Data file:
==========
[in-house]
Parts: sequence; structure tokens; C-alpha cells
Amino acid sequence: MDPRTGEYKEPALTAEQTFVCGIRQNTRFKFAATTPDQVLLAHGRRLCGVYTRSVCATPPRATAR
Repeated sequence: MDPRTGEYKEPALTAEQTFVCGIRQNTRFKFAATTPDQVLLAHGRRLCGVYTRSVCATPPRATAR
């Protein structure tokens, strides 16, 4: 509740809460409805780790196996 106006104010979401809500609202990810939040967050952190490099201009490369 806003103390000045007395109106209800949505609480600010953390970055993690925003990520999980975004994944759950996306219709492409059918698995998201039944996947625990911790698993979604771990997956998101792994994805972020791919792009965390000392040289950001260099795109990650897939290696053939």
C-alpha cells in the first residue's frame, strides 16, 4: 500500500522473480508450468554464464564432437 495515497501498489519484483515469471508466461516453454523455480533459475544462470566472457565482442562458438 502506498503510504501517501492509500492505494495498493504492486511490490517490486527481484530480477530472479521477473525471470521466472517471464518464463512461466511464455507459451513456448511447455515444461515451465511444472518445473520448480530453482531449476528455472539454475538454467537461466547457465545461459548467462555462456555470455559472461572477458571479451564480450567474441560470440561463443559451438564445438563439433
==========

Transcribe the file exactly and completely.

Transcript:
[in-house]
Parts: sequence; structure tokens; C-alpha cells
Amino acid sequence: MDPRTGEYKEPALTAEQTFVCGIRQNTRFKFAATTPDQVLLAHGRRLCGVYTRSVCATPPRATAR
Repeated sequence: MDPRTGEYKEPALTAEQTFVCGIRQNTRFKFAATTPDQVLLAHGRRLCGVYTRSVCATPPRATAR
């Protein structure tokens, strides 16, 4: 509740809460409805780790196996 106006104010979401809500609202990810939040967050952190490099201009490369 806003103390000045007395109106209800949505609480600010953390970055993690925003990520999980975004994944759950996306219709492409059918698995998201039944996947625990911790698993979604771990997956998101792994994805972020791919792009965390000392040289950001260099795109990650897939290696053939």
C-alpha cells in the first residue's frame, strides 16, 4: 500500500522473480508450468554464464564432437 495515497501498489519484483515469471508466461516453454523455480533459475544462470566472457565482442562458438 502506498503510504501517501492509500492505494495498493504492486511490490517490486527481484530480477530472479521477473525471470521466472517471464518464463512461466511464455507459451513456448511447455515444461515451465511444472518445473520448480530453482531449476528455472539454475538454467537461466547457465545461459548467462555462456555470455559472461572477458571479451564480450567474441560470440561463443559451438564445438563439433